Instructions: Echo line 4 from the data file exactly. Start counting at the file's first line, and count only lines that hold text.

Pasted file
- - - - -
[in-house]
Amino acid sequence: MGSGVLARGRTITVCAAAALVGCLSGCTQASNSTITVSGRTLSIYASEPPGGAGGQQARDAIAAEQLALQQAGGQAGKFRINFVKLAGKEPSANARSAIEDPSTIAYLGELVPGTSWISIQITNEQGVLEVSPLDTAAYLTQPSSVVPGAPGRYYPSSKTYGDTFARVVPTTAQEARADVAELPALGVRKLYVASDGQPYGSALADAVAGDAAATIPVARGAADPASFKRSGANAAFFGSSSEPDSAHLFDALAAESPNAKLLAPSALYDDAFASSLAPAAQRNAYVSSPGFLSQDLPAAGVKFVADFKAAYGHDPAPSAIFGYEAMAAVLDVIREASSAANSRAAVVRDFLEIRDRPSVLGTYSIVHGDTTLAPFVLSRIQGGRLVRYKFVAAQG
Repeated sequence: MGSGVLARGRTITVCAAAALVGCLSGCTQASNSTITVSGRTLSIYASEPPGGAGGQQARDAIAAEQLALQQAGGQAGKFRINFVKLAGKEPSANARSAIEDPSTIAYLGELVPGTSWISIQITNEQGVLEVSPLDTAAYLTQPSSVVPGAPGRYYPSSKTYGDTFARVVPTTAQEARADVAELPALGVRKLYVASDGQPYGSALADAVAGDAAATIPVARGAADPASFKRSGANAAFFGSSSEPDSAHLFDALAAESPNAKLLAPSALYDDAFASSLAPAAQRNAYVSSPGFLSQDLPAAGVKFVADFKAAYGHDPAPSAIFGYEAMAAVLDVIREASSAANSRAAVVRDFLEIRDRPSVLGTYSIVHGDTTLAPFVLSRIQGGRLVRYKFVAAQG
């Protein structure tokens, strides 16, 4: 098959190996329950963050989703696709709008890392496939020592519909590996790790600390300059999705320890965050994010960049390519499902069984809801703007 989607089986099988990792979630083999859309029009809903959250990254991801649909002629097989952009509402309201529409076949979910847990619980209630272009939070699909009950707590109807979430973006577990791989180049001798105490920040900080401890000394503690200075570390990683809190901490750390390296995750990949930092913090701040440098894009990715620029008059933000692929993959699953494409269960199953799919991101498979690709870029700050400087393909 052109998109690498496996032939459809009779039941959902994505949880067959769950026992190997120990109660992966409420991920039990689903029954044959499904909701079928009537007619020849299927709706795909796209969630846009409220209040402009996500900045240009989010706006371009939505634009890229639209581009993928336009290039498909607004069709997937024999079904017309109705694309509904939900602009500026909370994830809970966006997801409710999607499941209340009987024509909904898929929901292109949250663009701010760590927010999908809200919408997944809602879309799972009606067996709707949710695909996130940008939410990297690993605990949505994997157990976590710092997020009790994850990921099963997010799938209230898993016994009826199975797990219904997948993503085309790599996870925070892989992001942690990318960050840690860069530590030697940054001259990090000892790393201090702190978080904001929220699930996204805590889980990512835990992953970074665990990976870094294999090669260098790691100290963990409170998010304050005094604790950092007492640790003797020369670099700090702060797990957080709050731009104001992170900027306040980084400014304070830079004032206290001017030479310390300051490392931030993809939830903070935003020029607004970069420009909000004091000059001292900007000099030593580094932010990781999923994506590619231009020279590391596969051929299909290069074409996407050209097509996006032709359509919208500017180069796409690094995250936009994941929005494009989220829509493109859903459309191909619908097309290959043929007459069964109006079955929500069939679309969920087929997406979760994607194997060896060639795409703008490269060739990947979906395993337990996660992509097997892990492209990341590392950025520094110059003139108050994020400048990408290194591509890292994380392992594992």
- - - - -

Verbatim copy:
């Protein structure tokens, strides 16, 4: 098959190996329950963050989703696709709008890392496939020592519909590996790790600390300059999705320890965050994010960049390519499902069984809801703007 989607089986099988990792979630083999859309029009809903959250990254991801649909002629097989952009509402309201529409076949979910847990619980209630272009939070699909009950707590109807979430973006577990791989180049001798105490920040900080401890000394503690200075570390990683809190901490750390390296995750990949930092913090701040440098894009990715620029008059933000692929993959699953494409269960199953799919991101498979690709870029700050400087393909 052109998109690498496996032939459809009779039941959902994505949880067959769950026992190997120990109660992966409420991920039990689903029954044959499904909701079928009537007619020849299927709706795909796209969630846009409220209040402009996500900045240009989010706006371009939505634009890229639209581009993928336009290039498909607004069709997937024999079904017309109705694309509904939900602009500026909370994830809970966006997801409710999607499941209340009987024509909904898929929901292109949250663009701010760590927010999908809200919408997944809602879309799972009606067996709707949710695909996130940008939410990297690993605990949505994997157990976590710092997020009790994850990921099963997010799938209230898993016994009826199975797990219904997948993503085309790599996870925070892989992001942690990318960050840690860069530590030697940054001259990090000892790393201090702190978080904001929220699930996204805590889980990512835990992953970074665990990976870094294999090669260098790691100290963990409170998010304050005094604790950092007492640790003797020369670099700090702060797990957080709050731009104001992170900027306040980084400014304070830079004032206290001017030479310390300051490392931030993809939830903070935003020029607004970069420009909000004091000059001292900007000099030593580094932010990781999923994506590619231009020279590391596969051929299909290069074409996407050209097509996006032709359509919208500017180069796409690094995250936009994941929005494009989220829509493109859903459309191909619908097309290959043929007459069964109006079955929500069939679309969920087929997406979760994607194997060896060639795409703008490269060739990947979906395993337990996660992509097997892990492209990341590392950025520094110059003139108050994020400048990408290194591509890292994380392992594992």